# Prove that every separable metric space has a countable base.

A collection $\{V_\alpha \}$ of open subsets of $X$ is said to be a base for $X$ if the following is true: For every $x \in X$ and every open set $G \subset X$ such that $x \in G$, we have $x \in V_\alpha \subset G$ for some $\alpha$. In other words, every open set in $X$ is the union of a subcollection of $\{ V_\alpha \}$.

Prove that every separable metric space has a countable base.

Here is what I have, just wanted to make sure that it's sufficient enough? Thanks in advance!

Proof:

Let $X$ be a separable metric space. From the definition of separable in the previous exercise, we know that $X$ contains a countable dense subset $E$. For each $e_i \in E$, let $N_q(e_i)$ be a neighborhood with rational radius $q$ around point $e_i$. Let $\{ V_\alpha \} = \{ N_q(e_i) \ | \ q \in \mathbb{Q}, i \in \mathbb{N} \}$ be the collection of all neighborhoods with rational radius centered around members of $E$. This is a countable collection of countable sets, and therefore $\{V_\alpha \}$ has countably many elements.

Let $x$ be an arbitrary point in $X$, and let $G$ be an arbitrary open set in $X$ such that $x \in G$. Because $G$ is open, we know that $x$ is an interior point of $G$. So there is some neighborhood $N_r(x)$ such that $N_r(x) \subseteq G$. But we can choose a rational $q$ such that $0 < q < \frac{r}{2}$, so that $x \in N_q(x) \subseteq N_r(x) \subseteq G$.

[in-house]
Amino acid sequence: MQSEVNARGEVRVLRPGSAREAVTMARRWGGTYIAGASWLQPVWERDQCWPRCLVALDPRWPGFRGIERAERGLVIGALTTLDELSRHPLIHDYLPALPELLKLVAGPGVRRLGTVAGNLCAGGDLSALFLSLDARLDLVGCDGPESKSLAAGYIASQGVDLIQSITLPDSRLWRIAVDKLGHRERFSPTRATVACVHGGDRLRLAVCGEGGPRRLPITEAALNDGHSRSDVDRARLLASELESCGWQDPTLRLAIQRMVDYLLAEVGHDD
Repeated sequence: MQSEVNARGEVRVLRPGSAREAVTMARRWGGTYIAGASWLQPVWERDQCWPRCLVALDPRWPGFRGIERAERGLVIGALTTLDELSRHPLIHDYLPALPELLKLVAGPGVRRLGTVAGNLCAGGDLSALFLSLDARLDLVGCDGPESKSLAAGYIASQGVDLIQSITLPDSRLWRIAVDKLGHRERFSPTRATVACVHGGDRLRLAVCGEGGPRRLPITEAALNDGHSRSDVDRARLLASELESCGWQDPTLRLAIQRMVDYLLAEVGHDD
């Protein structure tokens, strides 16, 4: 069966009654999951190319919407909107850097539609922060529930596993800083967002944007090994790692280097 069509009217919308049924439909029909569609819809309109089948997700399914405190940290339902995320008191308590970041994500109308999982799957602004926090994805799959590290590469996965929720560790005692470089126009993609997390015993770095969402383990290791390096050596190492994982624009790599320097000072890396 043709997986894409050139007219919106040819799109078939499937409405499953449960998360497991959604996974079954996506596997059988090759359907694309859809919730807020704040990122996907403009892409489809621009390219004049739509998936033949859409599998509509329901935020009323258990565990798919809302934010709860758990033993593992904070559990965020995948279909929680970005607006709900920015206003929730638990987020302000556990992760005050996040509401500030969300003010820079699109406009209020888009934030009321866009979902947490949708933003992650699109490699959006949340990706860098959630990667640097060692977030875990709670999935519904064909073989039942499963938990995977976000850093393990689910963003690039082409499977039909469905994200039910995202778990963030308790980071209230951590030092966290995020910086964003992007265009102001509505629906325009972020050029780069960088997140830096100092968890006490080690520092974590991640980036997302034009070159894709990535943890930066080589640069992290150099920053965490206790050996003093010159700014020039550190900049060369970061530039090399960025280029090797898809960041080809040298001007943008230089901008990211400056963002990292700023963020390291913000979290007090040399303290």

Because $E$ is dense in $x$, every neighborhood of $x$ contains some $e \in E$. So $e \in N_q(x)$, which means that $d(e,x) < q$. But, on the other hand, this also means that $d(x,e)<q$ so that $x \in N_q(e)$. And $N_q(e) \in \{ V_\alpha \}$, by definition.

Having shown that $x \in N_q(e)$, we need to prove that $N_q(e) \subseteq G$. Let $y$ be any point in $N_q(e)$. We know that $d(x,e) < q$ and $d(e,y)<q$. So $d(x,y) < d(x,e) + d(e,y) = 2q$ by definition of metric spaces.

But we defined $q$ so that $0 < q < \frac{r}{2}$, so we know that $d(x,y) < r$. This means that every $y \in N_q(e) \rightarrow y \in N_r(x)$, or $N_q(e) \subseteq N_r(x)$. And we choose $r$ so that $N_r(x) \subseteq G$, so by transitivity we know that $N_q(e) \subseteq G$.

We started by choosing an arbitrary element $x$ in an arbitrary open set $G \subseteq X$, and proved that there was an element $N_q(e) \in \{ V_\alpha \}$ such that $x \in N_q(e) \subseteq G$. We've shown that $\{V_\alpha \}$ has a countable number of elements, and each element is an open neighborhood. This proves that $\{ V_\alpha \}$ is a base for $X$.

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